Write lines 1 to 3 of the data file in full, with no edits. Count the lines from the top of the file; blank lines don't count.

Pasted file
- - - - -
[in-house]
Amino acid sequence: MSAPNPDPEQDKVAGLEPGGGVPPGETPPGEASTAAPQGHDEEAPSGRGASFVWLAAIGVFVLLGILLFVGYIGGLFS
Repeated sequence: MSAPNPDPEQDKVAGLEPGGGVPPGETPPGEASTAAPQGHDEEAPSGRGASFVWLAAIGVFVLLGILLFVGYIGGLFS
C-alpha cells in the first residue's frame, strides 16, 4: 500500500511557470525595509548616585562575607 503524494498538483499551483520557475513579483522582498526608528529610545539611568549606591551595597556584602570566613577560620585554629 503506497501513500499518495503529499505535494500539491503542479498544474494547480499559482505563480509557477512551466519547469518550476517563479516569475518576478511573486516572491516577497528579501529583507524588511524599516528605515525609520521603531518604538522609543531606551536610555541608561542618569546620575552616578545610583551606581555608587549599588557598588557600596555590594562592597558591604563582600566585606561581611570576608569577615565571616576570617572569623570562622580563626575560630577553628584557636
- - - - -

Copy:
[in-house]
Amino acid sequence: MSAPNPDPEQDKVAGLEPGGGVPPGETPPGEASTAAPQGHDEEAPSGRGASFVWLAAIGVFVLLGILLFVGYIGGLFS
Repeated sequence: MSAPNPDPEQDKVAGLEPGGGVPPGETPPGEASTAAPQGHDEEAPSGRGASFVWLAAIGVFVLLGILLFVGYIGGLFS